World powers are becoming increasingly reluctant to commit their forces to UN peacekeeping missions. As a result, others are stepping into the breach.
Make peace between Israelis and the Arabs, solve the conflict between India and Pakistan — such were the visions that were shared by many at the United Nations back in 1948. UN missions, they believed, could and would bring peace to the world’s conflict zones.
It was in 1948, when the United Nations Truce Supervision Organization (UNTSO) started monitoring the ceasefire between Israel and its Arab neighbors, that the history of the blue helmet peacekeeping missions began – a history that has featured both successful missions and setbacks.
One year later and UNMOGIP, the United Nations Military Observer Group in India and Pakistan began its work mediating in the Kashmir dispute. The total number of missions with often cumbersome acronyms has in the meantime risen to 72. UNTSO und UNMOGIP are still ongoing, but neither of these UN missions has brought lasting peace.
Some members of the UN Security Council have the feeling that UN missions are too expensive and achieve too little,” says Jaïr van der Lijn, a senior researcher at SIPRI, the Stockholm International Peace Research Institute, “which is why they want to reduce the budget for peacekeeping missions, with the Trump administration leading the way.”
Nearly 4,000 blue helmets have been killed during peacekeeping missions
When the Cold War came to an abrupt end three decades ago, the global powers, to an extent at least, subscribed to multilateralism. Between 1989 and 1994 the Security Council gave the go-ahead for 20 new peacekeeping deployments. The number of blue helmets went up sevenfold. And in 1988 the Nobel Peace Prize was awarded collectively to the UN Peacekeeping Forces. But the UN failed to deliver on the high expectations. Yugoslavia, Ruanda, and Somalia all became synonyms for failed UN missions.
Treading on each other’s toes
Themassacre in Srebrenica, the genocide of the Tutsis, the carnage in Mogadishu: in each instance the UN was helpless. The peacekeepers were on hand, but there was no peace.
From the mid-1990s, more and more regional alliances, including NATO, began to see it as their responsibility to bring about peace. It is a trend that continues today, SIPRI’s van der Lijn tells DW: “While there has been a steep decrease in the number taking part in peacekeeping missions, the numbers deployed in non-peacekeeping missions has actually risen – above all inanti-terror operations.”
One example cited by van der Lijn is the Multinational Joint Task Force (MNJTF) operating in the Sahel region and combining, among others, forces from Chad, Niger and Nigeria to combat the Boko Haram Jihadist insurgency.
With so many regional actors getting involved, it is becoming increasingly difficult to maintain an overview of who is doing what. This is the case inMali, where a UN mission called MINUSMA is tasked with monitoring a fragile peace accord and, at the same time, guaranteeing the security of the civilian population. Meanwhile, there is also an EU mission supporting the Malian police and another training the Malian military. A French military mission is combatting Islamist groups, partly with international backing. And then there is the G5 Sahel Joint Force – a partnership of five Sahel states trying to bring security to the region.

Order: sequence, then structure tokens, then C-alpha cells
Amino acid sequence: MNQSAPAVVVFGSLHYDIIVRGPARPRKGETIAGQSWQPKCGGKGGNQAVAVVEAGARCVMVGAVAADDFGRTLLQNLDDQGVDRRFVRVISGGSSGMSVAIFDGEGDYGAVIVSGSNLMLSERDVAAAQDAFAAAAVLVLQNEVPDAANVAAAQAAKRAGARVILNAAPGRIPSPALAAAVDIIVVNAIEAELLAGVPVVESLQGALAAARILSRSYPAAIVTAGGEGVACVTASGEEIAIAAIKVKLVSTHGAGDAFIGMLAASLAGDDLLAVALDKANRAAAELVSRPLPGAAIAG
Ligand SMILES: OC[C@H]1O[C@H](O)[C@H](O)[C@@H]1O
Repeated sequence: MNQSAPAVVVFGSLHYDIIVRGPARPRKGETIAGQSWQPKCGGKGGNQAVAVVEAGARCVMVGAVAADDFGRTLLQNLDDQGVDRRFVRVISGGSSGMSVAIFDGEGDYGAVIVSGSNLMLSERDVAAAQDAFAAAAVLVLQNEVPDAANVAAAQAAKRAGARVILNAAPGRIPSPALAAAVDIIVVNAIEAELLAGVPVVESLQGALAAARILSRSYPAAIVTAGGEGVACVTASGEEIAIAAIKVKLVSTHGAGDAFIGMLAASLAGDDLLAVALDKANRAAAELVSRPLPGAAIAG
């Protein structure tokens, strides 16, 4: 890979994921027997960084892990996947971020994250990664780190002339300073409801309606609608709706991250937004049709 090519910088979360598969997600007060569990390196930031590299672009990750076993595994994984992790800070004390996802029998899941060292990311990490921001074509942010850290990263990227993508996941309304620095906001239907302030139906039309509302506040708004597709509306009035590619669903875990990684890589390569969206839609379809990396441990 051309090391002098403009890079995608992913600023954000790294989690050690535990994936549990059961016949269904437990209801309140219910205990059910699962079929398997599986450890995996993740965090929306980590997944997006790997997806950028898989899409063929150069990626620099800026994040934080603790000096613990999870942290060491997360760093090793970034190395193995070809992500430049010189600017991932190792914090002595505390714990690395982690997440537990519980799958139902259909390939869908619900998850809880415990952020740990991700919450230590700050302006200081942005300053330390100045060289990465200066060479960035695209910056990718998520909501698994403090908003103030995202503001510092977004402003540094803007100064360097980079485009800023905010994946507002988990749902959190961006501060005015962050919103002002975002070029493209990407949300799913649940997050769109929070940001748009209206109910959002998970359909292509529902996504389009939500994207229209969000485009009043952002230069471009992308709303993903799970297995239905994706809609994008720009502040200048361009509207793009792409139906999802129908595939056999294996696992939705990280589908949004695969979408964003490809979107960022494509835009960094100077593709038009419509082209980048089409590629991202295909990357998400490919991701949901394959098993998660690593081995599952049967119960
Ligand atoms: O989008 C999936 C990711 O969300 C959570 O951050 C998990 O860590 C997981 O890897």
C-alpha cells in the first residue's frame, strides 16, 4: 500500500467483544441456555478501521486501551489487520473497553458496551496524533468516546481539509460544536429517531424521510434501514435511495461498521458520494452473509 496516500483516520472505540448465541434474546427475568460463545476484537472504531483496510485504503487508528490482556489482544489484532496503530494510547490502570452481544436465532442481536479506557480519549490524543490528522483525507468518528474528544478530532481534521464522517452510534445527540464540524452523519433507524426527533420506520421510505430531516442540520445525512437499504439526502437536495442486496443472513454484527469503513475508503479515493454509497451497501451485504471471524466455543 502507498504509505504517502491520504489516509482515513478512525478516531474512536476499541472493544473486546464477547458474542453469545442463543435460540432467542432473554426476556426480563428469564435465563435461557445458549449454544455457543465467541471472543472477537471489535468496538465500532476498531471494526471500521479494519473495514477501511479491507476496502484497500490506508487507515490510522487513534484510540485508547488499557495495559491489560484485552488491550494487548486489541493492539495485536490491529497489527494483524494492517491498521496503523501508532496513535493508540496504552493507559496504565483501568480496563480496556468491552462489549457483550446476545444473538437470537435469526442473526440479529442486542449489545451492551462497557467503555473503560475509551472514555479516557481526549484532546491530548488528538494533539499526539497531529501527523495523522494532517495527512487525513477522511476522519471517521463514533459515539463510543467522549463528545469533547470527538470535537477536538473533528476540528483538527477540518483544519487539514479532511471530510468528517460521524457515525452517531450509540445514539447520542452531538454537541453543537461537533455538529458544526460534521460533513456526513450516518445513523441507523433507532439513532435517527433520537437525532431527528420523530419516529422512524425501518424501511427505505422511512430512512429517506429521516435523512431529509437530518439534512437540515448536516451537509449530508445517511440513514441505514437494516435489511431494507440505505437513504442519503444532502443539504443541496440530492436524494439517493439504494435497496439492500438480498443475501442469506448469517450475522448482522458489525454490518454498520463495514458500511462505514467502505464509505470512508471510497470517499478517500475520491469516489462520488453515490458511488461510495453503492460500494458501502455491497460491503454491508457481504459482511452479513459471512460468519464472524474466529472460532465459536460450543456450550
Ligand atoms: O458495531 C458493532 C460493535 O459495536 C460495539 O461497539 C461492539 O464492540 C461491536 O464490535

They just do their own thing”
It is the same situation in Somalia, the Central African Republic, or Afghanistan says van der Lijn: “The international community has created a highly-complex constellation of the most varied organizations that are all launching their own operations. They really struggle to cooperate. They double up or tread on each other’s toes. And sometimes they just do their own thing without any real coordination. Since the 1990s the UN has learned a lot and is much better placed to take on difficult missions.”
And it remains the case that 70 percent of all peacekeeping deployments in Africa are stationed south of the Sahara. However, some larger missions in this region have recently been discontinued while new UN missions have begun operations in Libya and Yemen.
The majority of the blue helmets currently come from sub-Saharan countries or from Southeast Asia.
“African states mainly dispatch troops in their own neighborhood,” says van der Lijn. ” For example, Ethiopia nearly only sends troops to Somalia and Sudan. The aim is clearly to protect their own national security. And Mali’s neighbors only contribute to MINUSMA clearly in the hope of ensuring that the problems there remain Mali’s problems and don’t put their own stability at risk.”
The US is the only western country to put forward a sizeable contingent – mainly deployed in Resolute Support Mission (RSM) in Afghanistan. But US President Donald Trump is determined to further reduce troop numbers.
Countries supplying peacekeeping troops are paid just under 1,600 US dollars per month per soldier. No surprise therefore that it is above all poorer nations that provide troop contingents.